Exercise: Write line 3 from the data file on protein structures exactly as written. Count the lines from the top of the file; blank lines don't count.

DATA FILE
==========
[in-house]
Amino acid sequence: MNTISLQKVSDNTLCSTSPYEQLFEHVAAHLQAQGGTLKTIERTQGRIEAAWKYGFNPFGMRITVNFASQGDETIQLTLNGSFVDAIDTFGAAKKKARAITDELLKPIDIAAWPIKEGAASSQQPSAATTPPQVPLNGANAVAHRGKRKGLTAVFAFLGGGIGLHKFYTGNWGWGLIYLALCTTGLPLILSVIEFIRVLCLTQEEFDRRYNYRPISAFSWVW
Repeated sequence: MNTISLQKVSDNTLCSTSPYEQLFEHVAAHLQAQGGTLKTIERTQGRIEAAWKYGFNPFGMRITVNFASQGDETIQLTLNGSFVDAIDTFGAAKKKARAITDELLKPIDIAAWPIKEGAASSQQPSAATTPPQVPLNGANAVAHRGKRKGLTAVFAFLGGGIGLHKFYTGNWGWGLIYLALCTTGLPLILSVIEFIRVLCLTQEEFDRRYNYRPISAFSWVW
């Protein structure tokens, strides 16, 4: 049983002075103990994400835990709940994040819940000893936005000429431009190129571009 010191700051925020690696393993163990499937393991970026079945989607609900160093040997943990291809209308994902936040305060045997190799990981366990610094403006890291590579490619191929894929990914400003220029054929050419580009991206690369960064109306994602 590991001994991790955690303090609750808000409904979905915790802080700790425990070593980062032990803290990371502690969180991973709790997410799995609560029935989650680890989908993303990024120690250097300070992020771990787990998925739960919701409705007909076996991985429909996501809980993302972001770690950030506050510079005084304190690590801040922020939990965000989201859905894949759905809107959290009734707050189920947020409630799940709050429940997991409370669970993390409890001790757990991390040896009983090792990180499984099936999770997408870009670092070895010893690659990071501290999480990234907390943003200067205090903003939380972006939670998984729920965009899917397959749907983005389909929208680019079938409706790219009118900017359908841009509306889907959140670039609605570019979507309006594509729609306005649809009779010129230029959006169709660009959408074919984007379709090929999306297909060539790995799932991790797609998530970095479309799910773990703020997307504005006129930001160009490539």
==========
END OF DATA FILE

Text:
Repeated sequence: MNTISLQKVSDNTLCSTSPYEQLFEHVAAHLQAQGGTLKTIERTQGRIEAAWKYGFNPFGMRITVNFASQGDETIQLTLNGSFVDAIDTFGAAKKKARAITDELLKPIDIAAWPIKEGAASSQQPSAATTPPQVPLNGANAVAHRGKRKGLTAVFAFLGGGIGLHKFYTGNWGWGLIYLALCTTGLPLILSVIEFIRVLCLTQEEFDRRYNYRPISAFSWVW